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State v. Minifee

Court of Appeals of Ohio, Eighth District

July 18, 2013

STATE OF OHIO, PLAINTIFF-APPELLEE
v.
PATRICK A. MINIFEE, DEFENDANT-APPELLANT

Criminal Appeal from the Cuyahoga County Court of Common Pleas Case No. CR-562160.

ATTORNEY FOR APPELLANT: Anna Markovich The Palm Aire Building.

ATTORNEYS FOR APPELLEE: Timothy J. McGinty Cuyahoga County Prosecutor BY: Marc D. Bullard Assistant Prosecuting Attorney The Justice Center.

BEFORE: Celebrezze, P.J., E.A. Gallagher, J., and Kilbane, J.

JOURNAL ENTRY AND OPINION

FRANK D. CELEBREZZE, JR., P.J.

{¶1} Defendant-appellant, Patrick Minifee, appeals the judgment of the common pleas court denying his presentence motion to withdraw his guilty plea. After careful review of the record and relevant case law, we affirm the trial court's judgment.

I. Factual and Procedural History

{¶2} This case arises out of the aggravated robbery and shooting of off-duty Cleveland Police Officer Dwayne Borders on April 26, 2012. Officer Borders was traveling in his vehicle when he stopped at a private residence in Cleveland, Ohio. As Officer Borders exited his vehicle, he was approached by appellant, who was brandishing a weapon and attempting to carry out a robbery. During the incident, a number of shots were exchanged. As a result, Officer Borders was shot in the back, and appellant was shot in the chest. Officer Borders was treated and released in connection with his injuries. Appellant was abandoned inside his vehicle at a nearby hospital, where life-saving measures allowed his survival. Inside appellant's vehicle, officers discovered two firearms underneath the gear box of the vehicle.

{¶ 3} As a result of the incident, the Cuyahoga County Grand Jury returned a multi-count indictment, charging appellant with kidnapping in violation of R.C. 2905.01(B)(2), a felony of the first degree; attempted murder in violation of R.C. 2923.02 and 2903.02(A), a felony of the first degree; felonious assault in violation of R.C. 2903.11(A)(1), a felony of the first degree; felonious assault in violation of R.C. 2903.11(A)(2), a felony of the first degree; aggravated robbery in violation of R.C. 2911.01(A)(1), a felony of the first degree; aggravated robbery in violation of R.C. 2911.01(A)(3), a felony of the first degree; and discharge of firearm on or near prohibited premises in violation of R.C. 2923.162(A)(3), a felony of the first degree; all of which also included one- and three-year firearm specifications and forfeiture of weapons specifications. Appellant was also charged with carrying a concealed weapon in violation of R.C. 2923.12(A)(2), a felony of the fourth degree; improperly handling firearms in a motor vehicle in violation of R.C. 2923.16(B), a felony of the fourth degree; and tampering with evidence in violation of R.C. 2921.12(A)(1), a felony of the third degree; all of which also included forfeiture of weapon specifications.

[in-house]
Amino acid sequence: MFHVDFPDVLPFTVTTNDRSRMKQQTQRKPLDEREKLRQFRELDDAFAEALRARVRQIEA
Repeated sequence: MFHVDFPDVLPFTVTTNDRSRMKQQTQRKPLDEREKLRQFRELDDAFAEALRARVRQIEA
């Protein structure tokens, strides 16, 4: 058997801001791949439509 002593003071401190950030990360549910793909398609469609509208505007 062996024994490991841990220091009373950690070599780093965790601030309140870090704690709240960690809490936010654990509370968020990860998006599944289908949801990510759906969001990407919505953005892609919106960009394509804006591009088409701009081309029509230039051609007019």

{¶ 4} On September 26, 2012, appellant withdrew his previous not guilty plea and pled guilty to the charges as stated in the indictment. In exchange for pleading guilty to all charges, including all the specifications, the state agreed to recommend a nineteen-and-one-half-year sentence.

{¶ 5} On October 1, 2012, appellant's sentencing hearing was held. Prior to the imposition of his sentence, however, appellant orally requested that the trial court allow him to withdraw his guilty plea. Appellant explained that he was coerced into taking the plea agreement by his attorney, who he argued had only spent two weeks on his case and did not have sufficient time to prepare for trial. Appellant stated that he felt pressured by his attorney to enter the plea and that his attorney did not represent his best interests. Appellant also requested that the trial court appoint new counsel. After careful consideration of appellant's arguments, the trial court denied his motion to withdraw his plea and his request for new counsel. Thereafter, the trial court sentenced appellant to the agreed sentence of a nineteen-and-one-half-year term of imprisonment.

{¶ 6} Appellant now brings this timely appeal, raising four assignments of error for review:

I. The trial court violated defendant's due process rights as guaranteed by the Fifth and Fourteenth Amendments to the United States Constitution and erred under Ohio Crim.R. 11(C).
II. The trial court erred and abused discretion in denying defendant's presentence motion to withdraw his guilty plea under Crim.R. 32.1.
III. The trial court abused discretion in assessing the court costs to [an] indigent defendant.
IV. Defendant was denied his constitutional right to effective assistance of counsel pursuant to the Sixth and Fourteenth Amendments to the United States Constitution and Article I, Section X of the Ohio Constitution.

II. Law and Analysis

A. Crim.R. 11(C)

{¶ 7} In his first assignment of error, appellant argues that the trial court failed to comply with Crim.R. 11, and therefore his plea was not knowingly, voluntarily, or intelligently made.

{ΒΆ8} Crim.R. 11(C) governs the process by which a trial court must inform a defendant of certain constitutional and nonconstitutional rights before accepting a felony plea of guilty or no contest. The underlying purpose of Crim.R. 11(C) is to convey certain information to a defendant so that he can make a voluntary and intelligent decision ...


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